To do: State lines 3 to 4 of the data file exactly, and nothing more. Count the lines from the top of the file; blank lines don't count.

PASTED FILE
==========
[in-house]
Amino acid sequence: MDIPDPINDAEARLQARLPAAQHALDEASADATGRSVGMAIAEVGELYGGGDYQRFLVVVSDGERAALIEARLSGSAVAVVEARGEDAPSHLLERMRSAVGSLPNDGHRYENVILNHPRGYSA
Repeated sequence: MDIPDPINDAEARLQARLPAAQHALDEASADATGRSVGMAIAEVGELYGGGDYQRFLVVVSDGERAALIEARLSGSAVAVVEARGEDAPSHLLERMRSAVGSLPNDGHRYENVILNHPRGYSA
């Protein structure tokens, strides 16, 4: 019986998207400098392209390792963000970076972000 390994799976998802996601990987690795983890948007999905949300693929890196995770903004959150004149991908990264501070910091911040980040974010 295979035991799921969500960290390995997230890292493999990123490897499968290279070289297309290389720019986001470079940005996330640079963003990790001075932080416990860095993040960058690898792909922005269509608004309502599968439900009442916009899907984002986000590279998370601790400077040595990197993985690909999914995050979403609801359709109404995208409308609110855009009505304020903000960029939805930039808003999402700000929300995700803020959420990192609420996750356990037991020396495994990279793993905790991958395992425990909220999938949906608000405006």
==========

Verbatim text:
Repeated sequence: MDIPDPINDAEARLQARLPAAQHALDEASADATGRSVGMAIAEVGELYGGGDYQRFLVVVSDGERAALIEARLSGSAVAVVEARGEDAPSHLLERMRSAVGSLPNDGHRYENVILNHPRGYSA
């Protein structure tokens, strides 16, 4: 019986998207400098392209390792963000970076972000 390994799976998802996601990987690795983890948007999905949300693929890196995770903004959150004149991908990264501070910091911040980040974010 295979035991799921969500960290390995997230890292493999990123490897499968290279070289297309290389720019986001470079940005996330640079963003990790001075932080416990860095993040960058690898792909922005269509608004309502599968439900009442916009899907984002986000590279998370601790400077040595990197993985690909999914995050979403609801359709109404995208409308609110855009009505304020903000960029939805930039808003999402700000929300995700803020959420990192609420996750356990037991020396495994990279793993905790991958395992425990909220999938949906608000405006």